2014
 D. Moxey, D. Ekelschot, U. Keskin, S. J. Sherwin and J. Peiróin Procedia Engineering, 2014, 82, pp. 127–135. 10.1016/j.proeng.2014.10.378 BibTeX Abstract
@inproceedings{moxey2014a, title = {{A thermoelastic analogy for highorder curvilinear meshing with control of mesh validity and quality}}, author = {Moxey, D. and Ekelschot, D. and Keskin, U. and Sherwin, S. J. and Peir{\'o}, J.}, booktitle = {Procedia Engineering}, year = {2014}, volume = {82}, pages = {127135}, doi = {10.1016/j.proeng.2014.10.378}, url = {https://davidmoxey.uk/assets/pubs/2014elasticity.pdf} }
In recent years, techniques for the generation of highorder curvilinear mesh have frequently adopted mesh deformation procedures to project the curvature of the surface onto the mesh, thereby introducing curvature into the interior of the domain and lessening the occurrence of selfintersecting elements. In this article, we propose an extension of this approach whereby thermal stress terms are incorporated into the state equation to provide control on the validity and quality of the mesh, thereby adding an extra degree of robustness which is lacking in current approaches.
2013
 J. Cohen, D. Moxey, C. D. Cantwell, P. Burovskiy, J. Darlington and S. J. Sherwinin 2013 IEEE International Conference on Cluster Computing, 2013, pp. 1–5. 10.1109/cluster.2013.6702616 BibTeX Abstract
@inproceedings{cohen2013b, author = {Cohen, J. and Moxey, D. and Cantwell, C. D. and Burovskiy, P. and Darlington, J. and Sherwin, S. J.}, booktitle = {2013 IEEE International Conference on Cluster Computing}, title = {Nekkloud: A software environment for highorder finite element analysis on clusters and clouds}, year = {2013}, pages = {15}, doi = {10.1109/cluster.2013.6702616}, url = {https://davidmoxey.uk/assets/pubs/2013cluster.pdf} }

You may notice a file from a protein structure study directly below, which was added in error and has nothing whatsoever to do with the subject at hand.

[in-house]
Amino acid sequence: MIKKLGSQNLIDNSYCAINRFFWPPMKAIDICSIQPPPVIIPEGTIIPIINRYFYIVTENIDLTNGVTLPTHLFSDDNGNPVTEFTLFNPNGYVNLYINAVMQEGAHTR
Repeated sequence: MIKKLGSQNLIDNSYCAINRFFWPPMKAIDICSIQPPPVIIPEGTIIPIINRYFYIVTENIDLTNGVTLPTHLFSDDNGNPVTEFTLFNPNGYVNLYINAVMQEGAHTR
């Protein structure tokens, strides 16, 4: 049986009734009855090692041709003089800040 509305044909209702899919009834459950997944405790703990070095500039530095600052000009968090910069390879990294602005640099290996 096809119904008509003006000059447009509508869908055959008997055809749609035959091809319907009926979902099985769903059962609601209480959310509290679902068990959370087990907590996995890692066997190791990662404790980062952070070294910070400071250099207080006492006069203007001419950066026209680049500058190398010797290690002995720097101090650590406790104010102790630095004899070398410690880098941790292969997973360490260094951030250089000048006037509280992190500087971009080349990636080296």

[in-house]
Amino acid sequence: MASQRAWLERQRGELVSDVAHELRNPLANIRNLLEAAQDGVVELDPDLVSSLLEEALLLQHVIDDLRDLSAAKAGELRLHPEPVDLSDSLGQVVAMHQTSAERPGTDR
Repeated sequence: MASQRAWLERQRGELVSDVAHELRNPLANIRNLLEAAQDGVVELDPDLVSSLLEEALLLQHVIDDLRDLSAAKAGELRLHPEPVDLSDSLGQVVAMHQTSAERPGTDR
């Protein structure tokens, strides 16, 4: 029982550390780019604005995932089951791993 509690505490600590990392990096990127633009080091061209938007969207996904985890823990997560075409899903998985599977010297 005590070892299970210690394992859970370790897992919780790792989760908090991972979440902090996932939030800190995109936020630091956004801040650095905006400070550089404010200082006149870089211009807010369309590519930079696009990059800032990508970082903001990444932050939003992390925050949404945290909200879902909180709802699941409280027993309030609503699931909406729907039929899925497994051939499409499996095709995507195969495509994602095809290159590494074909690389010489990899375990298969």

As the capabilities of computational platforms continue to grow, scientific software is becoming ever more complex in order to target these platforms effectively. When using largescale distributed infrastructure such as clusters and clouds it can be difficult for endusers to make efficient use of these platforms. In the libhpc project we are developing a suite of tools and services to simplify job description and execution on heterogeneous infrastructure. In this paper we present Nekkloud, a webbased software environment that builds on elements of the libhpc framework, for running the Nektar++ highorder finite element code on cluster and cloud platforms. Endusers submit their jobs via Nekkloud, which then handles their execution on a chosen computing platform. Nektar++ provides a set of solvers that support scientists across a range of domains, ensuring that Nekkloud has a broad range of use cases. We describe the design and development of Nekkloud, user experience and integration with both local campus infrastructure and remote cloud resources enabling users to make better use of the resources available to them.  J. Cohen, C. D. Cantwell, N. P. C. Hong, D. Moxey, M. Illingworth, A. Turner, J. Darlington and S. J. Sherwinin WSSPE13 Workshop, Supercomputing, 2013. BibTeX Abstract